Hide and/or Seek

This is the last of my stories about babysitting Christopher, my friend’s 5-year old.  It is also my favorite.

One evening, after having a particularly tiring day at work, I was watching Christopher, and he decided we were going to play hide-and-seek.  All I wanted to do was sit and read the paper, but because Christopher is so entertaining, and so cute, I knuckled under.  Christopher then began to explain the rules of the game to me.

Christopher decided he was going to hide.  So he proceeded to tell me to close my eyes and count to a hundred.  (Sometimes it was a million, sometimes 48.  Christopher didn’t care.)  It didn’t matter, because once Christopher was hidden, he would yell out “Ready or not, here I come!”, which was my signal to stop counting and come find him.

Now of course, by announcing that he was ready (or not), he immediately revealed his hiding place.  So I would wander around the house, looking places I knew he was not, and clearly doing play-by-play on my search.

“Is he behind the drapes?  Nope, he’s not behind the drapes.”

“Is he under the table?  Nope, he’s not under the table.”

“Is he under the sink?  There he is, under the sink!”

Christopher would be thrilled, and want to play again.

After a couple rounds, I got tired of this, and began to realize that I didn’t really have to look that hard.  So this time, when he went to hide, I sat, reading the paper and counting out loud, until from under his parents’ bed I hear, “Ready or not, here I come!”

So I stopped counting, continued reading my paper, and occasionally announced from my seat:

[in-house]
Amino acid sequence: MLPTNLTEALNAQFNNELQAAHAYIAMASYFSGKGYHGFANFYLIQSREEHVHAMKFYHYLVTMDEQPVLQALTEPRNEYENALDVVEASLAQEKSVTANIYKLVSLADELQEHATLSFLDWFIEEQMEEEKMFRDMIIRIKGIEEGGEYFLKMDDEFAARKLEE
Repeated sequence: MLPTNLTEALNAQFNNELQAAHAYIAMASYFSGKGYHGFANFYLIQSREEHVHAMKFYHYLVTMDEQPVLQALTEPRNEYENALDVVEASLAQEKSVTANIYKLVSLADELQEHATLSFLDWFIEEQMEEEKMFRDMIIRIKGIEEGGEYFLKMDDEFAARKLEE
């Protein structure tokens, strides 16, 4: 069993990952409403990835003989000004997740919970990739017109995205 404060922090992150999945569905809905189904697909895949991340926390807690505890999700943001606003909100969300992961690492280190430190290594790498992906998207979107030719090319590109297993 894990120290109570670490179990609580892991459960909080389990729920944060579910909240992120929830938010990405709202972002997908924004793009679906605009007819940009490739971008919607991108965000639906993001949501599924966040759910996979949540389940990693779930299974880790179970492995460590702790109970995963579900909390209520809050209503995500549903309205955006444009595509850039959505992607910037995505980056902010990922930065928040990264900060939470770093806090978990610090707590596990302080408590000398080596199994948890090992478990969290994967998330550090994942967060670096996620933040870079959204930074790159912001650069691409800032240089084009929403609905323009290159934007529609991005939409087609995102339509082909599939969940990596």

“Is he behind the drapes?  Nope, he’s not behind the drapes.”

” Is he in the sugar bowl?  Nope, he’s not in the sugar bowl.”  (This elicits giggling from under the bed.)

“Is he hanging from the ceiling fan?  Nope, he’s not hanging from the ceiling fan.”  (More giggles.)

“Is he in the fireplace?  There he is!  He’s in the fireplace!”

From under the bed, I hear, “No, I’m not!”, in a slightly questioning tone, like he’s not sure.

“Oh, then I’ll keep looking.  Is he behind the couch?  Nope, he’s not behind the couch.  Is he on the coffee table?  Nope, he’s not on the coffee table.  Is he inside the TV?  There he is!  He’s inside the TV!”

“No, I’m not?”

“Are you sure?  I’m pretty sure he’s inside the TV.”

From out of the bedroom, Christopher comes storming out, with that look on his face.  He has not picked up on the fact that I’m still sitting in the chair reading the paper.  He stalks right up to me, and in the firmest tone a 5-year old can muster, offers this constructive criticism:

“Christophers are always real!”

His little brain, searching for answers to how hide-and-seek had gone so horribly wrong, had come to the conclusion that I was inadvertently finding imaginary children, and was confused.  He helpfully pointed out that those phantom children weren’t him, because he, and the rest of his Christopherian ilk, were all real.

Since that day, I often ponder this existential concept.  Actor Christopher Lee, explorer Christopher Columbus, former Secretary of State Warren Christopher, even Christopher Robin from the Winnie-the-Pooh stories.  All of them are, in fact, real.  It’s not an exhaustive review, but I think he may have been on to something.

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